The Minsk split, equal opportunities, poorest country in Europe and more – Weekly Update on Ukraine #75, October 8 – 14

The Minsk split, equal opportunities, poorest country in Europe and more – Weekly Update on Ukraine #75, October 8 – 14
October 16, 2018.

Situation in the combat zone

Russia-backed militants were conducting precision fire from grenade launchers, heavy machine guns and small arms. Positions of Ukraine’s Joint Forces came under hostile fire from 120-mm mortars outside Luhanske, Chermalyk and Lebedynske; Ukrainian troops’ strongholds near Luhanske, Svitlodarsk and Hnutove came under fire from 82-mm mortars. Militants also fired upon the Ukrainian troops defending Vodiane from the weapons mounted on infantry fighting vehicles.

In the evening on October 13 Russian proxies mortared residential areas of Chermalyk and Shyrokyne in Mariupol direction with 82-mm and 120-mm mortars. The fire upon the above villages came from the occupied towns of Verkhnioshyrokivske and Sakhanka. The consequences of the attack are being examined by the Ukrainian side to the Joint Coordination and Control Center and by the OSCE Special Monitoring Mission to Ukraine.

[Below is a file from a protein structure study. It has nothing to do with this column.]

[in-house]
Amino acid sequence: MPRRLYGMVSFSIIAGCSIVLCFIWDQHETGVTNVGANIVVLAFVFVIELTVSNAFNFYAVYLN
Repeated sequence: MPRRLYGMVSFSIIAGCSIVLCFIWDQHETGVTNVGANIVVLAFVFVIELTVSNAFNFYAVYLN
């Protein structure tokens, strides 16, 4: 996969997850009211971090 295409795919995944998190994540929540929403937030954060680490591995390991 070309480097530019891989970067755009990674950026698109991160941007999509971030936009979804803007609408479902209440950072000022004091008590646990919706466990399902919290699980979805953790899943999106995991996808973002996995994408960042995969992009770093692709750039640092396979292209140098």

The Minsk split: the Russian Orthodox Church breaks away from Constantinople

On October 15the Synod (council)of the Russian Orthodox Church in Minsk adopted the decision to break off the relations with the Constantinople Patriarchate. The Synod recognized the impossibility of further Eucharist communication with Constantinople. The decision stipulates that the Russian Orthodox Church will not be implementing Constantinople’s decisions.